Summary:

Fashion e-commerce startup StyleSaint taps the wisdom of the crowd to design collections of clothing that it produces locally and sells online.

StyleSaint

Across the web, you can tap the wisdom of the crowd to figure out what to read, watch, eat and do. But Los Angeles-based StyleSaint is using the crowd to not just help you decide – but actually design – what you might wear.

The startup, which calls itself a “collaborative fashion brand,” launched last year with $1.5 million from Andreesen Horowitz, General Catalyst Partners, Crosscut Ventures and others. On Wednesday, it said it had raised a $4.3 million Series A round from General Catalyst Partners and e. Ventures.

On its site, fashion enthusiasts can create digital collections of their favorite designs and trends, as well as subscribe to an online “magazine” of content curated by co-founder and fashion industry veteran Allison Beal. By using data reflecting the styles that the community is sharing, liking and saving, StyleSaint generates original collections of designer-quality clothing that it says are not only cheaper than retail-store equivalents but produced in a third of the time.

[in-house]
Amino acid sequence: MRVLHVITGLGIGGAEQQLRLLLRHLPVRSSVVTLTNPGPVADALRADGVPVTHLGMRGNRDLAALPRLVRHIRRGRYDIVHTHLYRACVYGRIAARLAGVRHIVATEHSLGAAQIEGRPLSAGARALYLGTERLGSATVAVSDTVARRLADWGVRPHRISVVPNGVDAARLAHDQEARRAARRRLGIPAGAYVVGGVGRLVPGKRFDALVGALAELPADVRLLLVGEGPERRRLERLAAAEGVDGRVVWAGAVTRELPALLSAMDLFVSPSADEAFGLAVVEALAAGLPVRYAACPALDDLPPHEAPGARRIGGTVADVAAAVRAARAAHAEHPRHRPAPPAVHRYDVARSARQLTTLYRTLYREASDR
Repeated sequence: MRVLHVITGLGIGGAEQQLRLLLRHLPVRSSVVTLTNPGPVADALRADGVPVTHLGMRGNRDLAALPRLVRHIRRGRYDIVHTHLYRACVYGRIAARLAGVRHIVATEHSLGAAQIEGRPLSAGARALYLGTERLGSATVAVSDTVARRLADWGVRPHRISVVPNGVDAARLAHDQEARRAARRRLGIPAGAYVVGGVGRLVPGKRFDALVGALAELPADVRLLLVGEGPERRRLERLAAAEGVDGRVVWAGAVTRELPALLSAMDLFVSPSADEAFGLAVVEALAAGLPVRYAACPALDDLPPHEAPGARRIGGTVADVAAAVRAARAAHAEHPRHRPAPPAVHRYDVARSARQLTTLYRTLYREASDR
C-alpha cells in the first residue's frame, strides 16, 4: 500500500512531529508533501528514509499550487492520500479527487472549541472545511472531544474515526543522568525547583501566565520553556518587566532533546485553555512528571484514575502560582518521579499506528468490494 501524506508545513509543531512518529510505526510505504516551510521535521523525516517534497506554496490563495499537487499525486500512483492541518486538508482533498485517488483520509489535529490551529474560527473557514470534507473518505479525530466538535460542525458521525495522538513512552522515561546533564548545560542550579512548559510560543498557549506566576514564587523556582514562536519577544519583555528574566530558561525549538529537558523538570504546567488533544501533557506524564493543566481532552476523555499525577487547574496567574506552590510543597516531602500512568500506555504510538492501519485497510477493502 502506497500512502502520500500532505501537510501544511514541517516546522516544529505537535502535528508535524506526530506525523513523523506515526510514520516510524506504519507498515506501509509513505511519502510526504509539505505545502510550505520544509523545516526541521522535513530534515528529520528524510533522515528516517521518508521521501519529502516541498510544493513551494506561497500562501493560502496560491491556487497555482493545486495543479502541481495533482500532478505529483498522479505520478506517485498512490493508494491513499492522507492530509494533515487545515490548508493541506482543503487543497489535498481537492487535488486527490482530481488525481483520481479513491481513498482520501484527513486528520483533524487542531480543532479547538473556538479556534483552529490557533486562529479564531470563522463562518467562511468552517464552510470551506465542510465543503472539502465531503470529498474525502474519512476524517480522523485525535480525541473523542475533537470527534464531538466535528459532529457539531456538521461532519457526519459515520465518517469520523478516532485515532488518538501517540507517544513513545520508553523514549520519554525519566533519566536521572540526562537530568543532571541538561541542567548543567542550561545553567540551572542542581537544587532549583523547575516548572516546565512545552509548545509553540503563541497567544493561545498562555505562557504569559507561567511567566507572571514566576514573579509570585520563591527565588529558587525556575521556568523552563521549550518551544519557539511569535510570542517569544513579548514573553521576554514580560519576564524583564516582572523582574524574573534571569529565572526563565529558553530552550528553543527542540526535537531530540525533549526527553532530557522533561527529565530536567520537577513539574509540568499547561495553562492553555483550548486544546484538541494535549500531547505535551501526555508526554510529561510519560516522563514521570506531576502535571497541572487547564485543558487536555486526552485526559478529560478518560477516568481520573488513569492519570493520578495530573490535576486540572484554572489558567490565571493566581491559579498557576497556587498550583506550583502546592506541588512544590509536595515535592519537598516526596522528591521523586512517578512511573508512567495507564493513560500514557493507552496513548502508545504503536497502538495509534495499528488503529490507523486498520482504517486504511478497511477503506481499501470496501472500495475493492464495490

“We just launched our first collection and were able to do it by bypassing any middle-men and gatekeepers,” said Beal.

The clothing, which is available only through the company’s website, sells for as little as a quarter of the price similar items might fetch online, she added. And it was all designed in-house and produced locally in the L.A. area.

The startup, however, isn’t the only one to turn to the crowd for inspiration or produce its own merchandise. Fashion e-commerce startup Modcloth has released crowd-sourced collections of clothing (even though its primary business isn’t crowd-sourced designs) and subscription fashion company JustFab designs and manufactures its own products (but it relies on stylists not users for designs).

Brian Garrett, the company’s co-founder, who is also a venture capitalist at Crosscut Ventures, said the company has spent the last year building its community of 125,000 “style saints” and establishing an inclusive brand through its community and content. With its latest round of funding, he said, they plan to develop its e-commerce component by scaling up its tech team and adding features and functionality to the site.

We’ll be highlighting experience design and the intersection of design and e-commerce at our our RoadMap conference in November in San Francisco.

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